Why do people choose to coach? Is it for money or love of the game? Is it for altruistic reasons, a need for affiliation, or something else?
I have often wondered if people ask themselves this question or if they “just do it.” The answer is important because understanding your choice will determine whether or not you will be an effective coach.
If you coach simply to win games you may be fulfilled but your players won’t learn much. However, if you coach with the ultimate goal of teaching your players what it takes to succeed in life, then it is a win-win for everyone.
This is what I am passionate about and I will blog each month from a coach’s perspective.
So, what is a coach? By definition, a coach is “a person who trains an athlete or a team of athletes.” However, a coach can be anyone who chooses to empower others. It can be a teacher, a mentor, or a parent. One of my first coaches was my 11th grade math teacher, Mrs. Kimbro, who taught me the concept of “paying it forward.” What that means to me is when a person does something to positively affect your life you actively seek to do the same for others. This can be achieved in several ways, but I, like many others, have chosen to do it with athletics.
Through our work coaches use sports to impart valuable life lessons and develop leaders. I’m not sure all coaches understand the enormous impact we have on the young men and women with whom we interact (often on a daily basis). And I certainly don’t think many coaches realize how we exponentially impact other people through what we teach our athletes.
In my 30 years as an athlete and coach I have learned strategic thinking, problem solving, teamwork, and the value of hard work. I discovered the benefits of competition and the rewards of perseverance and patience. Athletics also helped me develop communication and interpersonal skills. These are all things I use in my daily life and I would not be the person I am without that training. So if you “coach” never underestimate the significance of your contribution. You have a tremendous opportunity to add value to someone’s life. And in return you may actually grow yourself.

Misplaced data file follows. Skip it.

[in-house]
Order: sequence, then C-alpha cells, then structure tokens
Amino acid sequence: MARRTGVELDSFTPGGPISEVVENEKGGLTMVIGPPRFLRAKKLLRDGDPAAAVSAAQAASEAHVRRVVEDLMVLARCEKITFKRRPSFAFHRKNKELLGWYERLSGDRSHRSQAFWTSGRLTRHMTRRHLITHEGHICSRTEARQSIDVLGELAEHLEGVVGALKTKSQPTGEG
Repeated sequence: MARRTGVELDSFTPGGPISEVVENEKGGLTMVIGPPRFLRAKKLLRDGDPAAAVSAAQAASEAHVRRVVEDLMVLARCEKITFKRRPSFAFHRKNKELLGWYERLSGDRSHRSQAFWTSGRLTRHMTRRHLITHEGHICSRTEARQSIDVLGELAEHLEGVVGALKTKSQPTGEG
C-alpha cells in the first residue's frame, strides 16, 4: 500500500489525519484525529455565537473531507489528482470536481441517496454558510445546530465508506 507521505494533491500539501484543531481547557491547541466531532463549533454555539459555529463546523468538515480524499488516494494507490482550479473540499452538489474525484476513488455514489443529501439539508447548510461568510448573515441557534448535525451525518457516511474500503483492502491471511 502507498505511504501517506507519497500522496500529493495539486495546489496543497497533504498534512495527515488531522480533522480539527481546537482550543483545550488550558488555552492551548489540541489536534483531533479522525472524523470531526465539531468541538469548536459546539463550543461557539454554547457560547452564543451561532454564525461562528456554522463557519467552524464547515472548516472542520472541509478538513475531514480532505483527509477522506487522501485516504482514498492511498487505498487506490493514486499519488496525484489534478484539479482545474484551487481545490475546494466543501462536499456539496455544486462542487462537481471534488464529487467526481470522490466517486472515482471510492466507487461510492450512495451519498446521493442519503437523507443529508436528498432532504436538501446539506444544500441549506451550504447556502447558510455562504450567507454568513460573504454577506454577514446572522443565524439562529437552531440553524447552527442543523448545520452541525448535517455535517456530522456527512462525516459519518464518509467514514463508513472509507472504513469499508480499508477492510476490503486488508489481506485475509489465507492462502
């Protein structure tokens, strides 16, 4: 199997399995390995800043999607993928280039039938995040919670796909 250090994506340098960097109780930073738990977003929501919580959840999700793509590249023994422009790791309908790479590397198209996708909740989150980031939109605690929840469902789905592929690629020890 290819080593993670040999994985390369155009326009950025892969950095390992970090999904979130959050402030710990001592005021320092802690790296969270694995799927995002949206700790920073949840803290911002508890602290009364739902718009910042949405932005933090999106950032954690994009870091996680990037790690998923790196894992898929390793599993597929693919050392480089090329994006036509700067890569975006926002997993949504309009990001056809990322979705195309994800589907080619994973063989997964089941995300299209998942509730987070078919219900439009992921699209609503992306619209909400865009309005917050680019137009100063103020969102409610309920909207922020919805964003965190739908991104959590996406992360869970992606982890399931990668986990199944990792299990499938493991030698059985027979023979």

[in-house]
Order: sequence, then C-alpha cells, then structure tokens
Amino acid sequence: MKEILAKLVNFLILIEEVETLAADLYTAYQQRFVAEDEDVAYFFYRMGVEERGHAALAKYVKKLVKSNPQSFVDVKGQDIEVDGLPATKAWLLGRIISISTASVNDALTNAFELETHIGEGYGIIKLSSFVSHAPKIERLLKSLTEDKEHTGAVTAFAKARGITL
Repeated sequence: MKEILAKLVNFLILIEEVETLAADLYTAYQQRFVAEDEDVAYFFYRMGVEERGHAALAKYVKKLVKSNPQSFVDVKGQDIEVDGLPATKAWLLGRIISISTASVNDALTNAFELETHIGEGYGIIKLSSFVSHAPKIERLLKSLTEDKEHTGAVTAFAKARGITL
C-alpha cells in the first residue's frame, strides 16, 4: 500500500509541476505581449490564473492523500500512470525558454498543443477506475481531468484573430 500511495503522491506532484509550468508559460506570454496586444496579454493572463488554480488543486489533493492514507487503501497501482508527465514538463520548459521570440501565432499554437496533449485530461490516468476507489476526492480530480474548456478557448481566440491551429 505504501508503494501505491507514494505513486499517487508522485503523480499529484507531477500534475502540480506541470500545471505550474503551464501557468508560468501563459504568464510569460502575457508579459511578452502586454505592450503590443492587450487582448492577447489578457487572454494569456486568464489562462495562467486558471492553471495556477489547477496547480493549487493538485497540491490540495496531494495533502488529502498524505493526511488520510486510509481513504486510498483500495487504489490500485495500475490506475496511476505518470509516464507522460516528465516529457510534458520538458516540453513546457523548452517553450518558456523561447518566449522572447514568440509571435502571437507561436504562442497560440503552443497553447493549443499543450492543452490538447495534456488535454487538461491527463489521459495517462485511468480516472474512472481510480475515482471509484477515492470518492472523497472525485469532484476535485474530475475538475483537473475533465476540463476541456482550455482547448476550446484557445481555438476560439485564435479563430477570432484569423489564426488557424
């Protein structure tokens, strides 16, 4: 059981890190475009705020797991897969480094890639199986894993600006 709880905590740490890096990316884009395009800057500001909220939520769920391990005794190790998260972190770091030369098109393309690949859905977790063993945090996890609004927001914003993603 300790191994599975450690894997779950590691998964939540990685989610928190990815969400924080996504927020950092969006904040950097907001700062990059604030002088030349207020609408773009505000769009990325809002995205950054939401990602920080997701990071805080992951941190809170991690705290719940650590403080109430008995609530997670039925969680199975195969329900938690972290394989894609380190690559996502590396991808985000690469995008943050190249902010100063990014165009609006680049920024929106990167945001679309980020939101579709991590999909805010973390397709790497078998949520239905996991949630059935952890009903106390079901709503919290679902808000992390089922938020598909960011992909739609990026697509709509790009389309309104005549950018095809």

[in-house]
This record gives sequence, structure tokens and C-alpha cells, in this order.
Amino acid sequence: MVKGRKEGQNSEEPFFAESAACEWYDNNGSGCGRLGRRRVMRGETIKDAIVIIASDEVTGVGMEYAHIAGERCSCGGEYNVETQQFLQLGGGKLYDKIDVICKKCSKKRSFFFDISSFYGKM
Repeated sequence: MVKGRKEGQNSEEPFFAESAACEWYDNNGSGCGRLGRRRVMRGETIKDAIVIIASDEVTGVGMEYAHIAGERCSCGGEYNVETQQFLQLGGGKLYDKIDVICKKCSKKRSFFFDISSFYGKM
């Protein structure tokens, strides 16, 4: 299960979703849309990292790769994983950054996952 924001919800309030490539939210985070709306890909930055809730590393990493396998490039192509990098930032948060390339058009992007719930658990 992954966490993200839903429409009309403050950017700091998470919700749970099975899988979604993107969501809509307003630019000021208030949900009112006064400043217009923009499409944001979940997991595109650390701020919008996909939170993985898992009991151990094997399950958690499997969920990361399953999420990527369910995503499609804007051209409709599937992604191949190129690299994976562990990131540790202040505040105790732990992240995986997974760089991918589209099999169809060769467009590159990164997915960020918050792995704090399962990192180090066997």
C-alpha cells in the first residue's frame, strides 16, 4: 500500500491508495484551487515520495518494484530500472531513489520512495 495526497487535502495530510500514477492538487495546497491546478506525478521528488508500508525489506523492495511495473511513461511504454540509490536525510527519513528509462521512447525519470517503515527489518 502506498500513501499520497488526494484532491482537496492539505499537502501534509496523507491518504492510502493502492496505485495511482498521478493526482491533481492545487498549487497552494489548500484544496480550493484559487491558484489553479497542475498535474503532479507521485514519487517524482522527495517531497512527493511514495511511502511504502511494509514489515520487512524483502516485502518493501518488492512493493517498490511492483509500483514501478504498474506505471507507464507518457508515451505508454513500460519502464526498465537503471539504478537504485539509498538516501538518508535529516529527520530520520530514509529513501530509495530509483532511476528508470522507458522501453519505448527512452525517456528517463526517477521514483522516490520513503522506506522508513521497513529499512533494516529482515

Coach Williams has over 25 years of college sports experience. She is committed to building education through sport, using athletics to develop the future leaders of our country. Williams’ book “Coach Like A Mother, A Guide For The 21st Century Sports Coach” is available in November. Her company, HMW Sports Consulting, conducts seminars, consultations and basketball training for coaches and players.
Photo credit: Helen Williams
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